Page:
Those in the behaviour change business, from social marketers to market entrants with new products, know only too well that it’s very hard to stop an established behaviour but once a new one becomes a habit, it’s rarely reversed. The extended covid great-grounding has revealed the potential for business benefits, such as huge reductions in T&E (Travel and Expenses) budgets and greater productivity. Where these coincide with a desire to ‘be green’, corporates have unexpected headroom in cutting carbon.
This is pretty much unassailable evidence of feasibility, far stronger than arguments, modelling scenarios, proof-of-concept pilot studies or campaign demonstrations. The only question is how much of this windfall will be retained, and that partly depends on what advocates and politicians do.
‘Way Below Pre-Covid Levels’
At the Brussels-based group Transport and Environment, Andrew Murphy, Director of Aviation says:
“Now is the time for responsible companies to commit to keeping their business-travel carbon emissions way below pre-covid levels. We will also ask them to rethink any involvement in frequent flier programmes. This is climate action that the corporate world can lead on, quickly and easily: it’s already been market-tested”.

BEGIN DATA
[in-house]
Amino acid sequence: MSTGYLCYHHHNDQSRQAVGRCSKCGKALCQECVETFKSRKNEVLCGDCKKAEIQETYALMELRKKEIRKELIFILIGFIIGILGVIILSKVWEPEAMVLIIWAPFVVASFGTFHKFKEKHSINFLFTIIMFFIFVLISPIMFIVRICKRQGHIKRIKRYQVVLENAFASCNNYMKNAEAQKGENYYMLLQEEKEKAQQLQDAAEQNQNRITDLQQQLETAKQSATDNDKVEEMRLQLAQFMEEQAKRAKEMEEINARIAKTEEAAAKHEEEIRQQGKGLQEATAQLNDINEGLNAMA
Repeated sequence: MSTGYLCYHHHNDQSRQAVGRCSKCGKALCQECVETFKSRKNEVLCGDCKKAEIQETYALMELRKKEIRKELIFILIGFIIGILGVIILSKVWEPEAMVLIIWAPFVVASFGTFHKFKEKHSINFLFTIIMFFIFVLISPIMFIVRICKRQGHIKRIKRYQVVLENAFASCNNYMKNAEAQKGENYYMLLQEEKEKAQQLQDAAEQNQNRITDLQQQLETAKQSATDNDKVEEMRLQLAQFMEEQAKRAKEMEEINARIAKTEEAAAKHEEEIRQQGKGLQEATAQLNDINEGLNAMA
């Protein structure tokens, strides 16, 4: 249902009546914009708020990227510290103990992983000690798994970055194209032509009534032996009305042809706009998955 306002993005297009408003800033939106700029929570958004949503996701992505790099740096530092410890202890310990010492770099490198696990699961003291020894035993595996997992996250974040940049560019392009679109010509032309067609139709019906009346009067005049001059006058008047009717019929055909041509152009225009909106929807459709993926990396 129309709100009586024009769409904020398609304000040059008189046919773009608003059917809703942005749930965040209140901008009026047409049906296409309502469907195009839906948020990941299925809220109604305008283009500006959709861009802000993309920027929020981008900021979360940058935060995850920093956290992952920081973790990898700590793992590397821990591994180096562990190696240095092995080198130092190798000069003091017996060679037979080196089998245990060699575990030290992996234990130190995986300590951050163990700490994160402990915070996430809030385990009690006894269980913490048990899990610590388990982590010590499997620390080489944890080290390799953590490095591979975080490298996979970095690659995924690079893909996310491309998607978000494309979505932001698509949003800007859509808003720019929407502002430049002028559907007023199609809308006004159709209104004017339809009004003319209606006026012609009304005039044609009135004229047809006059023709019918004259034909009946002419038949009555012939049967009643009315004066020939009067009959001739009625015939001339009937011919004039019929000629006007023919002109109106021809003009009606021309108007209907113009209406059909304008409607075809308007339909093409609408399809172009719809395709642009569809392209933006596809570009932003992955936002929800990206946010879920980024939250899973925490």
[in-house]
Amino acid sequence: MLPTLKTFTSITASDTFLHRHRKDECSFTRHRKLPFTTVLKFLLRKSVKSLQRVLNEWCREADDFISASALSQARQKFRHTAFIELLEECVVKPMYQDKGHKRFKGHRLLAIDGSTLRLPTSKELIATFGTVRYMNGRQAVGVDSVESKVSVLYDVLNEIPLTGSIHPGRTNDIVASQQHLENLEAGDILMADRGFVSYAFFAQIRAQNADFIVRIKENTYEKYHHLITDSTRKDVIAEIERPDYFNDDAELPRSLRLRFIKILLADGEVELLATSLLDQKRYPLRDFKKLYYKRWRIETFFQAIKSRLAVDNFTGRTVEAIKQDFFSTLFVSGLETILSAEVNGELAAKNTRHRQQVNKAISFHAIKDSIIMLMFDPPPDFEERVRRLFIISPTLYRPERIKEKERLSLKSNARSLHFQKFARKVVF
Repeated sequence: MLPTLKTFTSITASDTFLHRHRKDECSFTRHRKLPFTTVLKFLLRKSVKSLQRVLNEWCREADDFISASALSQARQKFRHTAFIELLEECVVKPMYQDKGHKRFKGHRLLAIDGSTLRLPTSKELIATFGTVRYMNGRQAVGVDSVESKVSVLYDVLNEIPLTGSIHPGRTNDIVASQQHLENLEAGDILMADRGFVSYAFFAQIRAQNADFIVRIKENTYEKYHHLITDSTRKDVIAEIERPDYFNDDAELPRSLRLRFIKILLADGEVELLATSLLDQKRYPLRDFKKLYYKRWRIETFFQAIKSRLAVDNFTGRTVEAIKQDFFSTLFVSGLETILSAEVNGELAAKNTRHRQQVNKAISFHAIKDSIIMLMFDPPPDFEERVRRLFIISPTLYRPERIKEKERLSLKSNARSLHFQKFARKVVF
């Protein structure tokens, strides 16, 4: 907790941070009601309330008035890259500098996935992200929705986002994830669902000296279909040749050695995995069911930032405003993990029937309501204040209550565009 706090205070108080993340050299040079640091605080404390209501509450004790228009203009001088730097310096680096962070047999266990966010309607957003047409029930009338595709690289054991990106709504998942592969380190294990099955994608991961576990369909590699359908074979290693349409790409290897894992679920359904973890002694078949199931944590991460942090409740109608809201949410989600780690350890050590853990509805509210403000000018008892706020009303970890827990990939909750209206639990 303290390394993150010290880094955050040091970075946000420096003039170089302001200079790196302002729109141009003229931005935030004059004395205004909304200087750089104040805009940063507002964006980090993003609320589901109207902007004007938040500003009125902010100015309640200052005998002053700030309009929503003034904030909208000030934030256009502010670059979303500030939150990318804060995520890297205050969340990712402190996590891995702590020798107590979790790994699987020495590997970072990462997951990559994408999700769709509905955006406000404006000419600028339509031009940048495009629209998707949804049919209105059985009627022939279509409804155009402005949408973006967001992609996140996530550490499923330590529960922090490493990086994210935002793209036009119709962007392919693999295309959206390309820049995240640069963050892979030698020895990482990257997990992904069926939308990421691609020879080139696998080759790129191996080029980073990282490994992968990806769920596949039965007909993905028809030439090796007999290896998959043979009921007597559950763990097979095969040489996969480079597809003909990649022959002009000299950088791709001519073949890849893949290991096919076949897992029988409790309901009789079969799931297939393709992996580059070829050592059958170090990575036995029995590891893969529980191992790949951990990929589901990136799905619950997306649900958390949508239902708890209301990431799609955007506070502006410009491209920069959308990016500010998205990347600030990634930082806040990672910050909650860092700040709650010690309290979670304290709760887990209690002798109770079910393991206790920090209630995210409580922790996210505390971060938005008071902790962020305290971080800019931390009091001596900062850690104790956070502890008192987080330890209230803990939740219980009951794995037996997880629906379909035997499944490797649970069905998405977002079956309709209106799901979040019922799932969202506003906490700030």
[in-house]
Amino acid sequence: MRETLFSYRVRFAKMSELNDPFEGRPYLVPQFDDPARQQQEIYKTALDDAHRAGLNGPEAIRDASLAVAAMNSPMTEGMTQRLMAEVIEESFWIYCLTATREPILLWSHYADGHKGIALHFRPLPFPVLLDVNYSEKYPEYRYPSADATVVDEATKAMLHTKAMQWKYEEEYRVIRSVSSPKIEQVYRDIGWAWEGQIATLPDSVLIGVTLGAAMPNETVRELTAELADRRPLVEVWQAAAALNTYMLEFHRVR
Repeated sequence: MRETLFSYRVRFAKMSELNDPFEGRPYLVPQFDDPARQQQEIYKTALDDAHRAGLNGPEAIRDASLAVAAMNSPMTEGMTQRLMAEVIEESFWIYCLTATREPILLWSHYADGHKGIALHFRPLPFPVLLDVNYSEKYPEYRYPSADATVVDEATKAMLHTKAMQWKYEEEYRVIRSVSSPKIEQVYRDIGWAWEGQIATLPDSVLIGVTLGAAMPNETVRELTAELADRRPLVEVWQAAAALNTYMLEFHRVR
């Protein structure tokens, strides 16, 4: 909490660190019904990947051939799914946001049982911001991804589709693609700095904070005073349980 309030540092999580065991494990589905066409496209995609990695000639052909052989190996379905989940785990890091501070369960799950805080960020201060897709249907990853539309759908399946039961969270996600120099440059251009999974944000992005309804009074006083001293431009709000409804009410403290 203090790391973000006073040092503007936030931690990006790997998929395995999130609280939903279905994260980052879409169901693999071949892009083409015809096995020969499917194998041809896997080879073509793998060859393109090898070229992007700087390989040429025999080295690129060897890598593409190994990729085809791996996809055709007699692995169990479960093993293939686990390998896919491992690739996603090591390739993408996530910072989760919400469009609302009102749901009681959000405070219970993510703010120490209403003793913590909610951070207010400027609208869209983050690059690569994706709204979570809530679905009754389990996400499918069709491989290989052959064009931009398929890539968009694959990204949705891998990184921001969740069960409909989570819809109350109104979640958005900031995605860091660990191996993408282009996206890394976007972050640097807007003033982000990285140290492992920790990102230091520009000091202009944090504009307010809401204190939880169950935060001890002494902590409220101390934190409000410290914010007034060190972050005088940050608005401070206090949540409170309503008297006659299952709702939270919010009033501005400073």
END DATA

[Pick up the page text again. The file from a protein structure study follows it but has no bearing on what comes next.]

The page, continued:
Jump On A Zoom, Not On A Plane
The international business travel world has been awash with discussions about what the ‘new normal’ for air travel will look like ‘after Covid’.
Bill Gates sparked a vigorous debate when he opined that 50% of it will never return. This matches the long-standing weary acceptance in many organisations that ‘half of it is un-necessary’. See for instance this interesting podcast from Business Travel News. Guesstimates vary (eg Ideaworks are more bullish about recovery, putting permanent losses at ‘just’ 19 – 36%) and I’m told that executives at London Heathrow are expecting any recovery to take at least two to three years. Lufthansa also says not until 2024.
Supplier sectors like training have been almost completely substituted by video-conferencing and in some businesses intra-company meetings, presentations and project work have been systematically replaced. Releasing budget (only 17% of an ‘average’ business travel budget is the actual air-ticket cost) and saving staff time spent traveling to, from and recovering from international trips, is increasing productivity.